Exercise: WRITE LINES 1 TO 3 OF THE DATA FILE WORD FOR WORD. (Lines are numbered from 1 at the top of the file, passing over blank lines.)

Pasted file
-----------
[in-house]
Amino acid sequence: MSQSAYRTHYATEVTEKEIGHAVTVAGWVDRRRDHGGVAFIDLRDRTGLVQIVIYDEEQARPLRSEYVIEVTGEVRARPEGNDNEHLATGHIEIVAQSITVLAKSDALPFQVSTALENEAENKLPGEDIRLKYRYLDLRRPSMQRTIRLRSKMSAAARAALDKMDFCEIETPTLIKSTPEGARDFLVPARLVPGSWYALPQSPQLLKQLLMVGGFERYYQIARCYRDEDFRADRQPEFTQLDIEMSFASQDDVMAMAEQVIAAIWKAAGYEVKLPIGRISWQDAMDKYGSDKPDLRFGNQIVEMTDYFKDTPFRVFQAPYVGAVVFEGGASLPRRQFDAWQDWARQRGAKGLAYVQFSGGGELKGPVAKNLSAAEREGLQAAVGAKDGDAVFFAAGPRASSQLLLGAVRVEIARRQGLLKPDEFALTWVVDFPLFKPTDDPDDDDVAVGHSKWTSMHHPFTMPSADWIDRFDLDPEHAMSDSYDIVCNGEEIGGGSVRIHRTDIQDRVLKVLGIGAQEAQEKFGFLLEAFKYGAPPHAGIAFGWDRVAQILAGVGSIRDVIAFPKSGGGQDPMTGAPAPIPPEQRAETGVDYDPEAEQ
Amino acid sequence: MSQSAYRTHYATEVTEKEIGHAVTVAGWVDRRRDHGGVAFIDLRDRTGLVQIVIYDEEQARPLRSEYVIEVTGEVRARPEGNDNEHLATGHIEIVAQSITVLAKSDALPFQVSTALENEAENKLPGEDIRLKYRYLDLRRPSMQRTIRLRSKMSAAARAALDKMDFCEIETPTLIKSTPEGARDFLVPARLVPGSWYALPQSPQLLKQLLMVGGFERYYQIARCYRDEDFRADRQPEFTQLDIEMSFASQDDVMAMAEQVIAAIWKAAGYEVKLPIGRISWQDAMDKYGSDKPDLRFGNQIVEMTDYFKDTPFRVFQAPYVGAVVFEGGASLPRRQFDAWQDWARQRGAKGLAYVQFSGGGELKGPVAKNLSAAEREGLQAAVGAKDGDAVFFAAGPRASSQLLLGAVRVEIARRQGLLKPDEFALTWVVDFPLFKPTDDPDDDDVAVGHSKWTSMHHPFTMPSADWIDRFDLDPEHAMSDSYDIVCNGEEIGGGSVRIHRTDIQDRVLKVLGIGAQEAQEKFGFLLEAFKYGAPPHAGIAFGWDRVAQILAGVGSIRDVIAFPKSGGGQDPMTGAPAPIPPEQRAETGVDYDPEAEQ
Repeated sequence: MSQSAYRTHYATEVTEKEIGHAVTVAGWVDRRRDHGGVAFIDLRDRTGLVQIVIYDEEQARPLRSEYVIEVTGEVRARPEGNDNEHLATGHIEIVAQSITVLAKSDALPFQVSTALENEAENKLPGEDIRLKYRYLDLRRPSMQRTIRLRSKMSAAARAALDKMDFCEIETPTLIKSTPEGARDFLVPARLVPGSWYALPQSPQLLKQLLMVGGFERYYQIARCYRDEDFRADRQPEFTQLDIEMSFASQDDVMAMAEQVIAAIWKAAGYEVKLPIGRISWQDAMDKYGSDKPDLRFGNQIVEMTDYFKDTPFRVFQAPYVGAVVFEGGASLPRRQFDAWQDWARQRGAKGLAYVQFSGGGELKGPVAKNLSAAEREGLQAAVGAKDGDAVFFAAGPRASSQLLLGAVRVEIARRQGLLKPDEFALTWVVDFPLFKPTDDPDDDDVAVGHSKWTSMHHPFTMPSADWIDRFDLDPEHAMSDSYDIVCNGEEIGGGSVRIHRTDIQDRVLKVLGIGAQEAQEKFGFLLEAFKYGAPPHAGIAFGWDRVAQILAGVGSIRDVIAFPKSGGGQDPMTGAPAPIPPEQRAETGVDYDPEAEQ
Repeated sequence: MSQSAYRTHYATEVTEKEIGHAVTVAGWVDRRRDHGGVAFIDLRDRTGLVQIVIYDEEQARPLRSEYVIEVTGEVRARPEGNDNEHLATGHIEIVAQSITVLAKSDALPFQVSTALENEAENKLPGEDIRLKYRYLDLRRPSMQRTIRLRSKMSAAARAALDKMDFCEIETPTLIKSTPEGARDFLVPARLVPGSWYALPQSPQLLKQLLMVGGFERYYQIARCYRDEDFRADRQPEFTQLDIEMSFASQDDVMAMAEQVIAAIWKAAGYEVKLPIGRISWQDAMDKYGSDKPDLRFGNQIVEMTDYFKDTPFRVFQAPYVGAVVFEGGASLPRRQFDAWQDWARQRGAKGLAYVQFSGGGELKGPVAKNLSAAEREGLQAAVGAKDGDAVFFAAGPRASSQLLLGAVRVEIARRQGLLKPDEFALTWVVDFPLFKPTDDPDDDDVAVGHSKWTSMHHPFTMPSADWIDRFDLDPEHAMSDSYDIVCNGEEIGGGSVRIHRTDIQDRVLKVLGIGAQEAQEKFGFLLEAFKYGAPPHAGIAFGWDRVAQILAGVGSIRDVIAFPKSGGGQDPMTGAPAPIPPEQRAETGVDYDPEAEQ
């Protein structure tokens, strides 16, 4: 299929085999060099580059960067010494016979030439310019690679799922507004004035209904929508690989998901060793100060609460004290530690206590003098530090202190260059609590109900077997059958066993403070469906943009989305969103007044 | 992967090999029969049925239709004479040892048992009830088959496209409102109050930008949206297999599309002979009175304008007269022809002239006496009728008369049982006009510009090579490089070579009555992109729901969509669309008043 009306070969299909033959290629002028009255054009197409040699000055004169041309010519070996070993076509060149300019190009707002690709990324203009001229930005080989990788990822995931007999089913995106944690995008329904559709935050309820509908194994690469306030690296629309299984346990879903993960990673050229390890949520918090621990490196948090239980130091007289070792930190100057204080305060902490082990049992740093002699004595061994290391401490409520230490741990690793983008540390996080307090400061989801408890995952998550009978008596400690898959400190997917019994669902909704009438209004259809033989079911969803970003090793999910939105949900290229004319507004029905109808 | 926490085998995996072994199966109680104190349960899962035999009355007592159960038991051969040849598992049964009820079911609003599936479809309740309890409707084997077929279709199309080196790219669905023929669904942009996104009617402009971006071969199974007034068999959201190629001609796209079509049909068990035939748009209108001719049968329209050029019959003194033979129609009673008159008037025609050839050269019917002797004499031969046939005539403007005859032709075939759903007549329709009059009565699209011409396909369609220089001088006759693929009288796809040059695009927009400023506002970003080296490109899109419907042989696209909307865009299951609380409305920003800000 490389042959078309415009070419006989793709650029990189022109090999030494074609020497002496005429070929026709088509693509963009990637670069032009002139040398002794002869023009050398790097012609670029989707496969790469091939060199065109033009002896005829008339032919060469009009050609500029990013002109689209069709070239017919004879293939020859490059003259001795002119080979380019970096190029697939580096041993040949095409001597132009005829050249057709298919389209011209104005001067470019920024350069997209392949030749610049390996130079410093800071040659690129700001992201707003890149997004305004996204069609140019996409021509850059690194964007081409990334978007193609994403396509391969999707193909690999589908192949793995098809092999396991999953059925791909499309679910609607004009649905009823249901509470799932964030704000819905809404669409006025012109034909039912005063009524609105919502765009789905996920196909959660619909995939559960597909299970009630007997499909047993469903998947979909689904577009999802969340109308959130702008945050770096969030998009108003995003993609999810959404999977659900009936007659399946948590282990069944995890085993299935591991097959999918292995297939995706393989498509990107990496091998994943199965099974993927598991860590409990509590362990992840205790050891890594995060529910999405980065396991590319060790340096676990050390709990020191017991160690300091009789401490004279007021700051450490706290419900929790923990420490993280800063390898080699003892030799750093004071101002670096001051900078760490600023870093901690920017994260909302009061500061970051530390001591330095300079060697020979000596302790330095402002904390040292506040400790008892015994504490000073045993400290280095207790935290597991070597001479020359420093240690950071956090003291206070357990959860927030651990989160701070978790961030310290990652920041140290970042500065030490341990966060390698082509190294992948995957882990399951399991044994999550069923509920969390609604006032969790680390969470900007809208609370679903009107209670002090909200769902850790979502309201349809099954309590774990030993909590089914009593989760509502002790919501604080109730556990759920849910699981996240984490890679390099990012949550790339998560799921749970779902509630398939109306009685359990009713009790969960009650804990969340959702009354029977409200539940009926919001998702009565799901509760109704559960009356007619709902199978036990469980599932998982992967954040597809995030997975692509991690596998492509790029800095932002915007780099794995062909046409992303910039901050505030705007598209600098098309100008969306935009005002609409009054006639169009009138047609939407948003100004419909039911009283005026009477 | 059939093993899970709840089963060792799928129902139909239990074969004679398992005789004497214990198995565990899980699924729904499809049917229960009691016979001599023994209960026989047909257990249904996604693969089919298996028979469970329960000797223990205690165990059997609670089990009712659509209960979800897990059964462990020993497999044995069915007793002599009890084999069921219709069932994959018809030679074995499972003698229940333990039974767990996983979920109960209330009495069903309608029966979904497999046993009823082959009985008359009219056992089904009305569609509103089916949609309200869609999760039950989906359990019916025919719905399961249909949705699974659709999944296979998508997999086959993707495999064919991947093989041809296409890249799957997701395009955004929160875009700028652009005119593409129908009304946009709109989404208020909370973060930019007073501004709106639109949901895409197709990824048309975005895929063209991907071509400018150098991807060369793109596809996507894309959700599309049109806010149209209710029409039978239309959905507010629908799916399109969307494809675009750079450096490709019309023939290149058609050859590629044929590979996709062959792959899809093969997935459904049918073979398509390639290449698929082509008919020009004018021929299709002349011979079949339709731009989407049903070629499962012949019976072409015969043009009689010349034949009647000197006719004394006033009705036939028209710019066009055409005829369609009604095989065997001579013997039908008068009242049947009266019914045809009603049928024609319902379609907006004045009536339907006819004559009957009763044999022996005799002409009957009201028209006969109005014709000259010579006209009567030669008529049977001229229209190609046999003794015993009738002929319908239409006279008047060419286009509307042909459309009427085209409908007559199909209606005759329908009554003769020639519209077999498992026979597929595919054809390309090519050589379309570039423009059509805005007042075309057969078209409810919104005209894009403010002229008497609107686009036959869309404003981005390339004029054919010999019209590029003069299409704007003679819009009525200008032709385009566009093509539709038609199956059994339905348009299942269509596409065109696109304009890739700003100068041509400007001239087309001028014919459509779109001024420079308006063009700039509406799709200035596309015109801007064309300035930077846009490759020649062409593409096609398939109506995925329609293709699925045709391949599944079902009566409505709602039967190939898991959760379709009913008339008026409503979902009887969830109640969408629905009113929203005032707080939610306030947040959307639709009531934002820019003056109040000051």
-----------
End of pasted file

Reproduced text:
[in-house]
Amino acid sequence: MSQSAYRTHYATEVTEKEIGHAVTVAGWVDRRRDHGGVAFIDLRDRTGLVQIVIYDEEQARPLRSEYVIEVTGEVRARPEGNDNEHLATGHIEIVAQSITVLAKSDALPFQVSTALENEAENKLPGEDIRLKYRYLDLRRPSMQRTIRLRSKMSAAARAALDKMDFCEIETPTLIKSTPEGARDFLVPARLVPGSWYALPQSPQLLKQLLMVGGFERYYQIARCYRDEDFRADRQPEFTQLDIEMSFASQDDVMAMAEQVIAAIWKAAGYEVKLPIGRISWQDAMDKYGSDKPDLRFGNQIVEMTDYFKDTPFRVFQAPYVGAVVFEGGASLPRRQFDAWQDWARQRGAKGLAYVQFSGGGELKGPVAKNLSAAEREGLQAAVGAKDGDAVFFAAGPRASSQLLLGAVRVEIARRQGLLKPDEFALTWVVDFPLFKPTDDPDDDDVAVGHSKWTSMHHPFTMPSADWIDRFDLDPEHAMSDSYDIVCNGEEIGGGSVRIHRTDIQDRVLKVLGIGAQEAQEKFGFLLEAFKYGAPPHAGIAFGWDRVAQILAGVGSIRDVIAFPKSGGGQDPMTGAPAPIPPEQRAETGVDYDPEAEQ
Amino acid sequence: MSQSAYRTHYATEVTEKEIGHAVTVAGWVDRRRDHGGVAFIDLRDRTGLVQIVIYDEEQARPLRSEYVIEVTGEVRARPEGNDNEHLATGHIEIVAQSITVLAKSDALPFQVSTALENEAENKLPGEDIRLKYRYLDLRRPSMQRTIRLRSKMSAAARAALDKMDFCEIETPTLIKSTPEGARDFLVPARLVPGSWYALPQSPQLLKQLLMVGGFERYYQIARCYRDEDFRADRQPEFTQLDIEMSFASQDDVMAMAEQVIAAIWKAAGYEVKLPIGRISWQDAMDKYGSDKPDLRFGNQIVEMTDYFKDTPFRVFQAPYVGAVVFEGGASLPRRQFDAWQDWARQRGAKGLAYVQFSGGGELKGPVAKNLSAAEREGLQAAVGAKDGDAVFFAAGPRASSQLLLGAVRVEIARRQGLLKPDEFALTWVVDFPLFKPTDDPDDDDVAVGHSKWTSMHHPFTMPSADWIDRFDLDPEHAMSDSYDIVCNGEEIGGGSVRIHRTDIQDRVLKVLGIGAQEAQEKFGFLLEAFKYGAPPHAGIAFGWDRVAQILAGVGSIRDVIAFPKSGGGQDPMTGAPAPIPPEQRAETGVDYDPEAEQ